Across the States
Dangerous Anti-lobbying Bill
South Carolina Senate Bill 714, legislation originally intended to regulate the lobbying efforts of organizations such as Home School Legal Defense Association in contacting our member families about legislation and other government activities, has been amended to eliminate this threat to free speech.
Introduced on May 25, 2007, the original version of the bill appeared to have been patterned after some dangerous federal legislation intended to harass public interest organizations which try to influence government through grassroots lobbying. The South Carolina bill was directed toward political awareness organizations that have a similar purpose. Senate Bill 714 defined a “political awareness organization” as follows:
“Political awareness organization” means an organization or committee that receives contributions and makes expenditures, totally or in part, for the purpose of promoting specific issues in order to influence public opinion with the intent to impact or change local and state government or its subdivisions, or both, and has the Internal Revenue Service classification of “501(C)(4)” or “527” or operates within an organization with the Internal Revenue Service classification of “501(C)(4)” or “527.”
Since HSLDA is a 501(c)(4) organization, it appears that it would have been included in this definition.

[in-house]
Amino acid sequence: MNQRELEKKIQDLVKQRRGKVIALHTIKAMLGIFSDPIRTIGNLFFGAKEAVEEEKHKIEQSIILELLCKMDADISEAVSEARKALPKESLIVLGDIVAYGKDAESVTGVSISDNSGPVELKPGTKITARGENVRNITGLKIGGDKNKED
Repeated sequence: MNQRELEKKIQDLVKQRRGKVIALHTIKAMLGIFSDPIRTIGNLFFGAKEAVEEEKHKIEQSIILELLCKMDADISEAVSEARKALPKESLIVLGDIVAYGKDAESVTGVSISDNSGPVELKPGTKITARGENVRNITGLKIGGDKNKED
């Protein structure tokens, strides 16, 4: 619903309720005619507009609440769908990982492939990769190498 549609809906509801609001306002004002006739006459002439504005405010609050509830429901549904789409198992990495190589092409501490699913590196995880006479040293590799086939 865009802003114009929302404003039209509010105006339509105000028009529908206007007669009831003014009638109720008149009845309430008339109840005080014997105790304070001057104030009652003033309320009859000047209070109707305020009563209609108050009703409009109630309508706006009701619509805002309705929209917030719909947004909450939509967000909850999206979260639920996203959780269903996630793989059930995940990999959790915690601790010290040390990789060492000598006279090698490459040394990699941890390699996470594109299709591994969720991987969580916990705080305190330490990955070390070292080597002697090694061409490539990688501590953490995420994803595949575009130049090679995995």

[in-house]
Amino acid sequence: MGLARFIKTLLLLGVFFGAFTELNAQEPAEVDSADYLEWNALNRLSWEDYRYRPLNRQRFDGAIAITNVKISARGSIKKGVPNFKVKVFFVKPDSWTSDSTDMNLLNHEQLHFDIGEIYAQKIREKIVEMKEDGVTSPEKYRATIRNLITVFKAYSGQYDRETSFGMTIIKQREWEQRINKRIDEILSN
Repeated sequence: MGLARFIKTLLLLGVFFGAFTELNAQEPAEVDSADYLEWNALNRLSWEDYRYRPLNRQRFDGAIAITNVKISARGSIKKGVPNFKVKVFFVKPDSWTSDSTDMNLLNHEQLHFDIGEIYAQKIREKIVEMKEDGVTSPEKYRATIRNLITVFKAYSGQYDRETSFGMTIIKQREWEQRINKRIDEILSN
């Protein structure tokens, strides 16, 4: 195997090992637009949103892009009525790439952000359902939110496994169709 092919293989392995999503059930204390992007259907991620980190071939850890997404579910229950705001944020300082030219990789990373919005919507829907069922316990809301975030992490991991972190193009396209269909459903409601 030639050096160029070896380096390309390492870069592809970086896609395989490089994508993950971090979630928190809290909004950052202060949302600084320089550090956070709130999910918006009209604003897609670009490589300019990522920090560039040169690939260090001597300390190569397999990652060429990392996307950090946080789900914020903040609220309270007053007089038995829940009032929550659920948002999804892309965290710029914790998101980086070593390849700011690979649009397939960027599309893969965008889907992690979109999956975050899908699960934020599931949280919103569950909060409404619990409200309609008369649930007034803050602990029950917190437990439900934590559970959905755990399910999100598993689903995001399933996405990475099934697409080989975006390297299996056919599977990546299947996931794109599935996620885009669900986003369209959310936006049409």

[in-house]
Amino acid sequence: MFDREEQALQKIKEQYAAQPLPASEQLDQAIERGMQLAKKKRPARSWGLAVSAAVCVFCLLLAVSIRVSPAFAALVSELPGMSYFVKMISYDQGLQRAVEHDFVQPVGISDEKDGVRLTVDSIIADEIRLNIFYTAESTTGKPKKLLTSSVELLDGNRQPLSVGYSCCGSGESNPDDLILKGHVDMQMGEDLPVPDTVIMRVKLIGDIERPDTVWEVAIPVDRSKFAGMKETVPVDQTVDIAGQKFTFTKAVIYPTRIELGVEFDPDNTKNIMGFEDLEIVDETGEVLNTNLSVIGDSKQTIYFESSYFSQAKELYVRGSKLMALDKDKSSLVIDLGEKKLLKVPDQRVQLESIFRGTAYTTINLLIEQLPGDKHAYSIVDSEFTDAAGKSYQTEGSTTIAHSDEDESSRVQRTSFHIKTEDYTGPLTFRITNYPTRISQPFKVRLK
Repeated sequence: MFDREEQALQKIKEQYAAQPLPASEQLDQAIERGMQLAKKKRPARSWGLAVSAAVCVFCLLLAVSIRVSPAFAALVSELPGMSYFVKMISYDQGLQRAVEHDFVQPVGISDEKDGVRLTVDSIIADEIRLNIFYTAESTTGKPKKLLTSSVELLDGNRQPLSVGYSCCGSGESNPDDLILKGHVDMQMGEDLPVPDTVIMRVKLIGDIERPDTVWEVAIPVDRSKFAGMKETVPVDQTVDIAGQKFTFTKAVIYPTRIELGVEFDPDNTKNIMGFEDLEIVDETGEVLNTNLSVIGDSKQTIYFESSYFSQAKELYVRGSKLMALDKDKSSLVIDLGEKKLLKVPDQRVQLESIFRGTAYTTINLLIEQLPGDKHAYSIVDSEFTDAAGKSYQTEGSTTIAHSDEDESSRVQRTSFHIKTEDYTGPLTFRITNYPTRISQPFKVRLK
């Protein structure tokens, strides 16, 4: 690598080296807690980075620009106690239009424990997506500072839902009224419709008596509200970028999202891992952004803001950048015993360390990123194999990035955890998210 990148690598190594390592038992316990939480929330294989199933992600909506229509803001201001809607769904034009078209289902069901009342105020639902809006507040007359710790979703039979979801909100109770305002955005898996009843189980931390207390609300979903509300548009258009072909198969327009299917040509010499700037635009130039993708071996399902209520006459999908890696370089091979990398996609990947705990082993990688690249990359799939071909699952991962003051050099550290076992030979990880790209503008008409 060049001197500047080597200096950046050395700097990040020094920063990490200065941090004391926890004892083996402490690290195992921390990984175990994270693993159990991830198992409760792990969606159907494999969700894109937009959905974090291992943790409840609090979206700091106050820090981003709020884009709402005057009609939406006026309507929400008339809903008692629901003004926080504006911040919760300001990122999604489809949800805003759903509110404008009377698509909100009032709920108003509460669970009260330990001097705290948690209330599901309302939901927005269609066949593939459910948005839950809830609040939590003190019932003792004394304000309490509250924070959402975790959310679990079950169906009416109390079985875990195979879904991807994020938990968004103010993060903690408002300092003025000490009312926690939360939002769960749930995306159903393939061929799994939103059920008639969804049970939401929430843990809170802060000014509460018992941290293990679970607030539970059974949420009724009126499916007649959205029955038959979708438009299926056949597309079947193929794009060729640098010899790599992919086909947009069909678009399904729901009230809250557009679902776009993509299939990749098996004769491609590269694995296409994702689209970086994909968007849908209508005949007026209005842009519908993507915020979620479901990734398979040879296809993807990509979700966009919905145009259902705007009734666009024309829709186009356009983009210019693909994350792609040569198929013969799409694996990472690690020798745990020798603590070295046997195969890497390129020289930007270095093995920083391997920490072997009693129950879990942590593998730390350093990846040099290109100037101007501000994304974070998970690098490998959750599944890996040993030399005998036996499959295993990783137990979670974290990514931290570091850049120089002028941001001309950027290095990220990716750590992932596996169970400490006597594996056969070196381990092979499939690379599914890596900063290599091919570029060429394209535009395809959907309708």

If this bill had been enacted as originally drafted, a political awareness organization receiving or expending more than $2,500 during a calendar year would have had to register with the State Ethics Commission and pay an annual fee of $100. The organization would have had to file reports of contributions, including the name and address of each person making a contribution of more than $100 and the amount and date of such contribution. An organization violating this law would have been subject to a fine of $2,500 or imprisonment for one year, or both, and would have been barred from acting as a political awareness organization for three years.
Needless to say, the reporting required by this law would have not only created an administrative burden to public interest organizations but also would have discouraged donors from making contributions to these organizations because of privacy concerns. The effect of such legislation would have been to further insulate government from public opinion by muzzling the voice of South Carolina citizens who wanted to express their views to legislators to influence the outcome of bills. It was a direct threat to the constitutional right of freedom of speech as guaranteed by the First Amendment to the United States Constitution.
Thanks to the outcry of homeschoolers and public interest organizations in South Carolina, on May 30, 2007, the Senate Judiciary Committee amended the bill to completely change its purpose. It no longer attempts to regulate organizations such as HSLDA or limit grassroots lobbying. Instead, it now prohibits state officials from organizing, representing, or soliciting funds from nonprofit organizations whose purpose is to influence legislation.
HSLDA will continue to monitor this bill in case any threatening changes are made to the current language.
— by Dewitt T. Black